Query translation/optimization

May 10, 2012 at 1:30 PM

I have a basic query which has a compound index on two columns. Here's how I've written the LINQ code:



var addr = Context.Addresses
                  .Where(r => r.Lender + r.Loan == lend + loan)
                  .OrderBy(r => r.Loan);

This gets translated into the following SQL (I've removed a bunch of fields for brevity)


      FROM Address Address) Extent1
	WHERE (Extent1.Lender + Extent1.Loan) = (@p__linq__0 + @p__linq__1)
)  Project1
ORDER BY Project1.Loan

The problem with this is that the WHERE clause is being added to the Extent1 cursor, not on the Address table. This means this query isn't optimized and takes > 10 seconds vs. < 1 second. 

I would have expected something closer to this:

   FROM Address Address
  WHERE (Address.Lender + Address.Loan) = (@p__linq__0 + @p__linq__1)
  ORDER BY Address.Loan
Just to be clear, it's not the nested SQL queries that are the problem, it's just that the WHERE clause isn't being applied to the inner query on Address.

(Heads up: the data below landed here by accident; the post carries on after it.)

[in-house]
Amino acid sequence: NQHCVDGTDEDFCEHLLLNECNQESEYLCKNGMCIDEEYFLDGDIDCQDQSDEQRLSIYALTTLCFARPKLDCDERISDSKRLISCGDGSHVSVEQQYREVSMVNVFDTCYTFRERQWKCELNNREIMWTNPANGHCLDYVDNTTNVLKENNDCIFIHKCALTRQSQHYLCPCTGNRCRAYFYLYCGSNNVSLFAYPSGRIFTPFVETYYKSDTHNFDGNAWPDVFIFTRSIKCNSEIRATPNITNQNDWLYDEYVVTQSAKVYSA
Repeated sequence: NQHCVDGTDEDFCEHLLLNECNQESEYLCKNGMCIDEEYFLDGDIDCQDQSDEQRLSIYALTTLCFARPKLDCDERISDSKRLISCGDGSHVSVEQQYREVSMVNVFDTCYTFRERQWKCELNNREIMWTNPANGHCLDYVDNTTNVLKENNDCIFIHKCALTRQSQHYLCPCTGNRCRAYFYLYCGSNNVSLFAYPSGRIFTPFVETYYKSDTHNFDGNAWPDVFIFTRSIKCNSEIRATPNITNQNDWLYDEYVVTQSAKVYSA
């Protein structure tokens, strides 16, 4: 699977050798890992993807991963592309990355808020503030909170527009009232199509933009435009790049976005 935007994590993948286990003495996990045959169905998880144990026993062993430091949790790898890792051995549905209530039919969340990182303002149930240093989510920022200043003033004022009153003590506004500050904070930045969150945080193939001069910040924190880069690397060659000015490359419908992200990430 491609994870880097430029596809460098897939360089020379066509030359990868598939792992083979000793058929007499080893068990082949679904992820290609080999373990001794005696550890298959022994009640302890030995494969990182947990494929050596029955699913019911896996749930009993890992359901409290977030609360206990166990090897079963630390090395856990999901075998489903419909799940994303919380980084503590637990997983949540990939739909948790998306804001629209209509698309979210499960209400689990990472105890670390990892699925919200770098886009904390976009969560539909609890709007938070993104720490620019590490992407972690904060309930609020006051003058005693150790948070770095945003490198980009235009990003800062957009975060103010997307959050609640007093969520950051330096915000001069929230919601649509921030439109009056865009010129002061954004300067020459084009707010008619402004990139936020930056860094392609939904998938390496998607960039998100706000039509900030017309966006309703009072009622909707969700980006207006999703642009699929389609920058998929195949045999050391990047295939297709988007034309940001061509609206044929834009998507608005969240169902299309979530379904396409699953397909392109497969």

May 10, 2012 at 1:55 PM

I see what you mean that the index won’t be utilized because the where condition is applied to the Extent1 cursor instead of the Address table.

I’m currently working on optimizing the SQL and expect to have a new build with the optimizations available in a couple weeks. I’ll be sure to test for this scenario.

Thanks for pointing this out.

May 11, 2012 at 10:06 AM
Edited May 11, 2012 at 10:09 AM

I was giving this some more thought and realized that the inner query's table alias doesn't match what I would expect from the SQL generation phase.  The inner query is actually coming from the EDMX.  If you view the EDMX as XML you will find that the Address EntitySet element includes a DefiningQuery element which contains the "SELECT ... FROM Address Address."  This happened due to the fact that a primary key (or candidate key) couldn't be determined.  In this case the Entity would be considered in read only mode.  There are a few ways that you can handle this issue.

  • Modify the EDMX file so that the Entity is not read only.  This requires a bit of knowledge of the XML that makes up the EDMX file.
  • Add a candidate key to the table and re-create the model.
  • Switch over to "Code First" instead of using the EDMX.  This will allow you to easily define the model in code instead of having to learn the EDMX XML.  (I would go this route if you are not using some EDMX specific features.  This blog post can get you started with code first.) 


So just to be clear... you don't need to wait for the next build to be able utilize your indexes.  You just need to make sure the Entity is not in read only mode.